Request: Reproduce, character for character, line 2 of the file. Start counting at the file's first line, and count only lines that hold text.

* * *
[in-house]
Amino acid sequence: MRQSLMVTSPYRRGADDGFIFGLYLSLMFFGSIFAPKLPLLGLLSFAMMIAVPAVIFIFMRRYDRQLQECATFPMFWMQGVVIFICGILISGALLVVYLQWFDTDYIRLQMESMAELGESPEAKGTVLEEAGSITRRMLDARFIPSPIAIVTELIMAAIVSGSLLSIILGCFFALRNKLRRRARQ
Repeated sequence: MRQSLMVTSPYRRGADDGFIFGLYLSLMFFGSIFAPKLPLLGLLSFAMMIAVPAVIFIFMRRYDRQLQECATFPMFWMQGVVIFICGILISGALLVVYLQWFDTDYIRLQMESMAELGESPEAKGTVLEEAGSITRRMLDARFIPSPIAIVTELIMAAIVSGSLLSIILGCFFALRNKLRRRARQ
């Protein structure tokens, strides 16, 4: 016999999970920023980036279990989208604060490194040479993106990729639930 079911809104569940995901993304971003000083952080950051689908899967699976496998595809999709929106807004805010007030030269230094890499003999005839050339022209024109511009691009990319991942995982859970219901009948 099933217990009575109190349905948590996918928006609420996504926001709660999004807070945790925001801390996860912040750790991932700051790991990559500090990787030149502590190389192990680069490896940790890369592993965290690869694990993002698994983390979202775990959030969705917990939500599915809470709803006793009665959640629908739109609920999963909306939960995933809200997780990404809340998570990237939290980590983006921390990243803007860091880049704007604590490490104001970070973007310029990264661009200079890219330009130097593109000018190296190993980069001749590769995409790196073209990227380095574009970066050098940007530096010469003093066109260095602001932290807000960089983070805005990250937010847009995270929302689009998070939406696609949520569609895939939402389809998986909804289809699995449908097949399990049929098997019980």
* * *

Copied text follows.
Amino acid sequence: MRQSLMVTSPYRRGADDGFIFGLYLSLMFFGSIFAPKLPLLGLLSFAMMIAVPAVIFIFMRRYDRQLQECATFPMFWMQGVVIFICGILISGALLVVYLQWFDTDYIRLQMESMAELGESPEAKGTVLEEAGSITRRMLDARFIPSPIAIVTELIMAAIVSGSLLSIILGCFFALRNKLRRRARQ